In the hotel, each of the 250-300 guestrooms had a sink with hot, cold and ice water. Most rooms offered either a half or full bath, too. Newspaper ads from May 13, 1928, state that the hotel's box springs were made in Fort Wayne, probably by Wolf Bedding on Clinton Street, and that Eagle Laundry Service (phone number H-4117) would be taking care of the needs of “Fort Wayne's Newest Hostelry.”
The Hotel Indiana offered a number of attractions for passers-by who might be attending a show downtown. There was a restaurant/café, several shops, and a private dining room. Customers could stop by the gift shop; a barber shop that served men, women and children; a cigar counter; or a drugstore.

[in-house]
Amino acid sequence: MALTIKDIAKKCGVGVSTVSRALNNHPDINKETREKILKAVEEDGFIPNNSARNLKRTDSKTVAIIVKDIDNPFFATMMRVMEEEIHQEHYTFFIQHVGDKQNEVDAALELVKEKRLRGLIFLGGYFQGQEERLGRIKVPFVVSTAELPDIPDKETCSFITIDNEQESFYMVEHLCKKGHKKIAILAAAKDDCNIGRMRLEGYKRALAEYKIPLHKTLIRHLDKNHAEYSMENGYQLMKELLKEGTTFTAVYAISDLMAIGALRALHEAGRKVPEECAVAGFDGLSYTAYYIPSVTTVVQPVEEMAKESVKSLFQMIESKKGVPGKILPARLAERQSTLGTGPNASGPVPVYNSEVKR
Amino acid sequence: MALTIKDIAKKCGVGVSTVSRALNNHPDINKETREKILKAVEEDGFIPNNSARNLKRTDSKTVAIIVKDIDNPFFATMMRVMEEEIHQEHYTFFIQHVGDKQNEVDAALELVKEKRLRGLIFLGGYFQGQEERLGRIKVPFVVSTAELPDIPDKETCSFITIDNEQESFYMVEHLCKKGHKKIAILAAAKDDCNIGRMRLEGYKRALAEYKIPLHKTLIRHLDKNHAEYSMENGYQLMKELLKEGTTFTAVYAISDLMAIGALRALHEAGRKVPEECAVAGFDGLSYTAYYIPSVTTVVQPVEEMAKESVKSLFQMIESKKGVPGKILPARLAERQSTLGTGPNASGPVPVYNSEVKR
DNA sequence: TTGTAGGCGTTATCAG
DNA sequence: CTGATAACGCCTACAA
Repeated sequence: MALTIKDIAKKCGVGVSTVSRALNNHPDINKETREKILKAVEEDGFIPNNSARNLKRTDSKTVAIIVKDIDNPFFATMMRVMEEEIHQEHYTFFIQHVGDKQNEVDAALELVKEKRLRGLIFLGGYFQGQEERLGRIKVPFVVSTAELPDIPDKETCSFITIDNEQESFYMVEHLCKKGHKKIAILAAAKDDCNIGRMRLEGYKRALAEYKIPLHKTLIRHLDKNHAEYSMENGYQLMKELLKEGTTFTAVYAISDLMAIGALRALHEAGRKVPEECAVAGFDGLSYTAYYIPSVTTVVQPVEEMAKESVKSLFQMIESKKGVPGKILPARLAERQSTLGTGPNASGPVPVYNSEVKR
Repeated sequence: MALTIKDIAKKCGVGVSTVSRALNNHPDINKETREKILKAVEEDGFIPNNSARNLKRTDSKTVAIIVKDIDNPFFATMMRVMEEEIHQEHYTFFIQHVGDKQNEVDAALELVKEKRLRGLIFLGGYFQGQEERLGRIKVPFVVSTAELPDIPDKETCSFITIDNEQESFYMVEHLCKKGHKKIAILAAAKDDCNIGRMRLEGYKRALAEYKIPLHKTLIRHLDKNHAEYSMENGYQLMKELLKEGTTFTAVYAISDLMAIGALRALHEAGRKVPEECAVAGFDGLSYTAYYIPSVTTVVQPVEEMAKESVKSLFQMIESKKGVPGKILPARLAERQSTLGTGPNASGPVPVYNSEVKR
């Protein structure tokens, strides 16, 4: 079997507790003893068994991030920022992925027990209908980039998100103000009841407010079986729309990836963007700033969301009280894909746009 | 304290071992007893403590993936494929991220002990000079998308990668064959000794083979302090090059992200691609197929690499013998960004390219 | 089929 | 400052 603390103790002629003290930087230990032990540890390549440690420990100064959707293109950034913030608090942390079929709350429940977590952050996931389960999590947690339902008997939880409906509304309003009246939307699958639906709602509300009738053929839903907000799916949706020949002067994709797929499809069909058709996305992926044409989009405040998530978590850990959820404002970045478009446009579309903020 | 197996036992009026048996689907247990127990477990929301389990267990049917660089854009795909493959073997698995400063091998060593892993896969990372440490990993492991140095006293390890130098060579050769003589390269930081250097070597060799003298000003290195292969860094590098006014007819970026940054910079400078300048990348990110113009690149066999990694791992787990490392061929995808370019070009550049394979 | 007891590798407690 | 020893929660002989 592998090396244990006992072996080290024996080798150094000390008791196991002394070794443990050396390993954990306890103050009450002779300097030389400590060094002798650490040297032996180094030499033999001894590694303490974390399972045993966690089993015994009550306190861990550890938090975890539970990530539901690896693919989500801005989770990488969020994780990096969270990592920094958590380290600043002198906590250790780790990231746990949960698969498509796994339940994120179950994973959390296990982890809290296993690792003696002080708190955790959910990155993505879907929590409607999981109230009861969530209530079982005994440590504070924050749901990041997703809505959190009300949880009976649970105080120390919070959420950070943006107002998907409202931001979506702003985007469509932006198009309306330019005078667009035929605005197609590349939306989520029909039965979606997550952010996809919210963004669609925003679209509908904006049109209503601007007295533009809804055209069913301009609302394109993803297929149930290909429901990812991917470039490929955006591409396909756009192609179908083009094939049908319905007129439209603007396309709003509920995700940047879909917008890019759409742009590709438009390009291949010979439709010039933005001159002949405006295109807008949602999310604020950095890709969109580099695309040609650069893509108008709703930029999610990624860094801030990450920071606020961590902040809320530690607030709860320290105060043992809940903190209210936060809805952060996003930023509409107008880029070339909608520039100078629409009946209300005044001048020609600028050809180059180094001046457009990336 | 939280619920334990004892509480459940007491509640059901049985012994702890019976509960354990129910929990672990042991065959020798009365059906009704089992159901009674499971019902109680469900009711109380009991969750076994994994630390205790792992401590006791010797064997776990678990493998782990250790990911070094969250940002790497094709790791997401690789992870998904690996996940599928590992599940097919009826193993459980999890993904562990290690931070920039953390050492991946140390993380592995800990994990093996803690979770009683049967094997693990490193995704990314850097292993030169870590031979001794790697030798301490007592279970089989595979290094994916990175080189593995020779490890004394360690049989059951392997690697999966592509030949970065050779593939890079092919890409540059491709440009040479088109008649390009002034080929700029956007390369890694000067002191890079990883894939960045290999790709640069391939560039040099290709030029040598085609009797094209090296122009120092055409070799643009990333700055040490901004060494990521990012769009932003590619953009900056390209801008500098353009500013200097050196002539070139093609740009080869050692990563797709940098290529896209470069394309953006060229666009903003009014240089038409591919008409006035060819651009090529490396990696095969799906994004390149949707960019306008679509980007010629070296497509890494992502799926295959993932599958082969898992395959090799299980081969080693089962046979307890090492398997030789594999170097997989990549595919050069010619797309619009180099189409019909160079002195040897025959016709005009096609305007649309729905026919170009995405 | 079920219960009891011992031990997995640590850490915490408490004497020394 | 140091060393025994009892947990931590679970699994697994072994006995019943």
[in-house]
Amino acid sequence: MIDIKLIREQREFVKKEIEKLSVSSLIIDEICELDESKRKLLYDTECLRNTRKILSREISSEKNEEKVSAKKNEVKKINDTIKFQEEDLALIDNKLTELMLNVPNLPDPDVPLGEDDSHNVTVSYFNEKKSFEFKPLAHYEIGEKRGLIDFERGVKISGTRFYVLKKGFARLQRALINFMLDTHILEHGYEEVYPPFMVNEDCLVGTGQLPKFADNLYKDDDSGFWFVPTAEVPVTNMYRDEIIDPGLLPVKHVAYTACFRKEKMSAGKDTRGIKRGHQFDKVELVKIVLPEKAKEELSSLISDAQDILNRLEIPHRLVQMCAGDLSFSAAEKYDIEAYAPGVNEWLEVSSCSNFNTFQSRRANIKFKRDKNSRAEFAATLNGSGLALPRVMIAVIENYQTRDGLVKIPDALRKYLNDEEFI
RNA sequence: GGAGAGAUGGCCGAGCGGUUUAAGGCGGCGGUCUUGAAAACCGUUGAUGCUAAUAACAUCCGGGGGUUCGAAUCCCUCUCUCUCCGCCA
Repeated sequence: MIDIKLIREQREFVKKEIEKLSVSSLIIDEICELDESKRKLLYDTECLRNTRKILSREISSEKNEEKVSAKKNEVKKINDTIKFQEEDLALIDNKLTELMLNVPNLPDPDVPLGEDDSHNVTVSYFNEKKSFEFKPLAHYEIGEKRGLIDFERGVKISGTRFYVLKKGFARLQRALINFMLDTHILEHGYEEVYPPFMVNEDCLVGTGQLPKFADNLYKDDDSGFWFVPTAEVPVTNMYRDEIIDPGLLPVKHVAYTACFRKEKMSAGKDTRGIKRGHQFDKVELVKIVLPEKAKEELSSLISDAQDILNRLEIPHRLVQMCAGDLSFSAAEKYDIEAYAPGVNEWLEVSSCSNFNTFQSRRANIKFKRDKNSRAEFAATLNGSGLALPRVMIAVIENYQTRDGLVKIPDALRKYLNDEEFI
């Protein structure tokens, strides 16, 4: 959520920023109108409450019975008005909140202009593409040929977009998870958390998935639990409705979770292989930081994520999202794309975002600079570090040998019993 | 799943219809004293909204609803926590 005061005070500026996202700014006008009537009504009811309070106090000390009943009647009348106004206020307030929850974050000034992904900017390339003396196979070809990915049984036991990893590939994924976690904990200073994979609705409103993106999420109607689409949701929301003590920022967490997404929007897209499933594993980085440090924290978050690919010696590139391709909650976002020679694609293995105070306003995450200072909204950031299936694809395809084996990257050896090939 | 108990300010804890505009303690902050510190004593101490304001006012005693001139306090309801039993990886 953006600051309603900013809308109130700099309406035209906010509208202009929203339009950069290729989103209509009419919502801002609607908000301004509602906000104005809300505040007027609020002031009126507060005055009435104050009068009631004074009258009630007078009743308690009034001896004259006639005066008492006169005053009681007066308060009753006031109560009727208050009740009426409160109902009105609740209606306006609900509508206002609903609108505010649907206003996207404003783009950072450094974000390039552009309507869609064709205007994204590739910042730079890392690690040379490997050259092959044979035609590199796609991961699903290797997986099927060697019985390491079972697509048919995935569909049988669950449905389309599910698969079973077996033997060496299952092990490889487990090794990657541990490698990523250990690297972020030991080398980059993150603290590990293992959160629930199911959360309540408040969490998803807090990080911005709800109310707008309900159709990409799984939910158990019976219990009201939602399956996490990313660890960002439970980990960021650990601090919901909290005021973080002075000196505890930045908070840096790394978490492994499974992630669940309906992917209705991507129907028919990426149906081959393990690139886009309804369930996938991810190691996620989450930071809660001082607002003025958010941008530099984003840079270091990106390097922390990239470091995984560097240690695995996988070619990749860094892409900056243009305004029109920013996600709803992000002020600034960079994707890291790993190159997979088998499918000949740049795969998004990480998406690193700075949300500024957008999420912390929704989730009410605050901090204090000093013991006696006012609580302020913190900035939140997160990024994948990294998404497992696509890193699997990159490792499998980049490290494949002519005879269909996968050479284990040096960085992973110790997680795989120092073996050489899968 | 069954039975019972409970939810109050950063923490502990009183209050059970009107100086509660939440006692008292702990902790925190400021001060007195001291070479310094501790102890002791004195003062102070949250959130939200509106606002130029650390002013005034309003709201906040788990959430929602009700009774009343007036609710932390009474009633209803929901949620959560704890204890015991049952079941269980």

According to Updike, many of these shops were housed in the storefronts facing Harrison Street, where Christmas scenes are now displayed. The barber shop was in the hotel's basement, not too far from the private dining room, which was called either the “Hoosier Room” or the “Old Fort Room.” The “Indiana Room,” which was advertised by AAA as being “One of the most beautiful rooms in America” seems to have been the general title for the first floor restaurant and café space.
Regardless of what the private dining room was called, it served many different customers – including men who were leaving for military service outside of Fort Wayne during World War II. At that time, the private dining room was filled with cots and served as a barracks. The upper floors housed officers for the Army Air Corps, since Baer Field didn't have space for them.